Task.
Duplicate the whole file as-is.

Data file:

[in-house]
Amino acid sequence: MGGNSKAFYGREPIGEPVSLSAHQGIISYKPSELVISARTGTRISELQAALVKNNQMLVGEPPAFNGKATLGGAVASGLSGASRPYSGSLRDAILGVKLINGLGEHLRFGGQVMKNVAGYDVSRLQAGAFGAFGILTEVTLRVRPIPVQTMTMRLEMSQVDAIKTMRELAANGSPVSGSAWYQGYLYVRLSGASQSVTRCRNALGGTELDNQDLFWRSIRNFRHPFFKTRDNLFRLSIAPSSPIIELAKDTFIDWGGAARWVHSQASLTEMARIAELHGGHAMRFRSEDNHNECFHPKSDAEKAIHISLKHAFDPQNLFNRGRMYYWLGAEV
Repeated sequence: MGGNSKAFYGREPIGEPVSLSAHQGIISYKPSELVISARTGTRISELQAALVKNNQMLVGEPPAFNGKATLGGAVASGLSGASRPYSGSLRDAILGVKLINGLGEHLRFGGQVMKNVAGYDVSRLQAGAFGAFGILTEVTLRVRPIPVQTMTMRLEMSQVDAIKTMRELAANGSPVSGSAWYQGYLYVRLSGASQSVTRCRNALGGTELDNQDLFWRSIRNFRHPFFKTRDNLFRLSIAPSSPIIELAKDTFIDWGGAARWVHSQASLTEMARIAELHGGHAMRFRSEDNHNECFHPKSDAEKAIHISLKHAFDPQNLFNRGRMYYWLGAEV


[in-house]
Amino acid sequence: MGGNSKAFYGREPIGEPVSLSAHQGIISYKPSELVISARTGTRISELQAALVKNNQMLVGEPPAFNGKATLGGAVASGLSGASRPYSGSLRDAILGVKLINGLGEHLRFGGQVMKNVAGYDVSRLQAGAFGAFGILTEVTLRVRPIPVQTMTMRLEMSQVDAIKTMRELAANGSPVSGSAWYQGYLYVRLSGASQSVTRCRNALGGTELDNQDLFWRSIRNFRHPFFKTRDNLFRLSIAPSSPIIELAKDTFIDWGGAARWVHSQASLTEMARIAELHGGHAMRFRSEDNHNECFHPKSDAEKAIHISLKHAFDPQNLFNRGRMYYWLGAEV
Repeated sequence: MGGNSKAFYGREPIGEPVSLSAHQGIISYKPSELVISARTGTRISELQAALVKNNQMLVGEPPAFNGKATLGGAVASGLSGASRPYSGSLRDAILGVKLINGLGEHLRFGGQVMKNVAGYDVSRLQAGAFGAFGILTEVTLRVRPIPVQTMTMRLEMSQVDAIKTMRELAANGSPVSGSAWYQGYLYVRLSGASQSVTRCRNALGGTELDNQDLFWRSIRNFRHPFFKTRDNLFRLSIAPSSPIIELAKDTFIDWGGAARWVHSQASLTEMARIAELHGGHAMRFRSEDNHNECFHPKSDAEKAIHISLKHAFDPQNLFNRGRMYYWLGAEV